Later that afternoon, just as I had come to terms with my disappointment and resigned myself to staying in my current apartment the phone rings. It was Ally again. She had spoken to the estate agent, who spoke to the landlord, who agreed to let me still have the apartment. She would let me move in without the contract being signed, on one condition ... I had to move that day. Keep in mind that it is now 3pm, most of my friends are out of town so no one to call for help. I frantically started putting everything I own into suitcases, bags, anything that I could find and started moving. I worked steady for about 4 hours packing and carrying down the stairs load after load of belongings. At some points I would fill my suitcase up, carry it downstairs, dump the contents on my bed, go upstairs and refill it. However by 9pm, I was sitting in my new apartment eating pizza, surrounded by all my belongings either on the bed or in bags on the floor around me.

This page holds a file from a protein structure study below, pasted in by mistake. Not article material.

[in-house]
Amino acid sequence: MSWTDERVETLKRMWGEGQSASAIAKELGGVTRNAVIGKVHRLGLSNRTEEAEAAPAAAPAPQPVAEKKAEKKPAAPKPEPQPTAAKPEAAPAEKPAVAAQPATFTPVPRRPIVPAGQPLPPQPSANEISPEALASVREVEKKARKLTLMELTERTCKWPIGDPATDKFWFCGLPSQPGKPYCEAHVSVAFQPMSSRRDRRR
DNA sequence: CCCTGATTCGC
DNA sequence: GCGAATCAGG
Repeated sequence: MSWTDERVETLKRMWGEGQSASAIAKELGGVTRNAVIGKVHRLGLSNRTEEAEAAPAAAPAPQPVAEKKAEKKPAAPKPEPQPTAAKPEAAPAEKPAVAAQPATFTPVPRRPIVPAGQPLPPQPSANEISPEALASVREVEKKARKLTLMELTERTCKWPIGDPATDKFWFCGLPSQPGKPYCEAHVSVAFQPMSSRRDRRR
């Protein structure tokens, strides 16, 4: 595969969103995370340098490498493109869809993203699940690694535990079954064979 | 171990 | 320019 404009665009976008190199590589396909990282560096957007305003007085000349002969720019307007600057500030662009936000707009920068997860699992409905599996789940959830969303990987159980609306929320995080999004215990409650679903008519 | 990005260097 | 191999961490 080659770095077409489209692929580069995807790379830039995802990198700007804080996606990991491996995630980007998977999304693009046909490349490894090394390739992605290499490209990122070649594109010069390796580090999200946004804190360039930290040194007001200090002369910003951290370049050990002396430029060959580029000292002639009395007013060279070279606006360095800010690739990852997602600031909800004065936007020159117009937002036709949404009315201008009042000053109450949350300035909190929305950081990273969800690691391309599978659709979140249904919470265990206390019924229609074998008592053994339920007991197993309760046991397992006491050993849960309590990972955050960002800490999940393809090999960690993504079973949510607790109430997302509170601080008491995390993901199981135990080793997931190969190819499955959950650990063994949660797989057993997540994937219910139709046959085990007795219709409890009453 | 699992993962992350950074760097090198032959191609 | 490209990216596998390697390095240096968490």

As stressful as those few hours were, looking back it was the best way to move. I didn't have the anxious days leading up to the move or the time to feel nostalgic about leaving my old place. Afterall, it had been my home for a year and not just any home. It was my first home in Korea and my safe haven when life in Korea became overwhelming. I know though, that soon this new place will feel like home and I know that I made the right decision.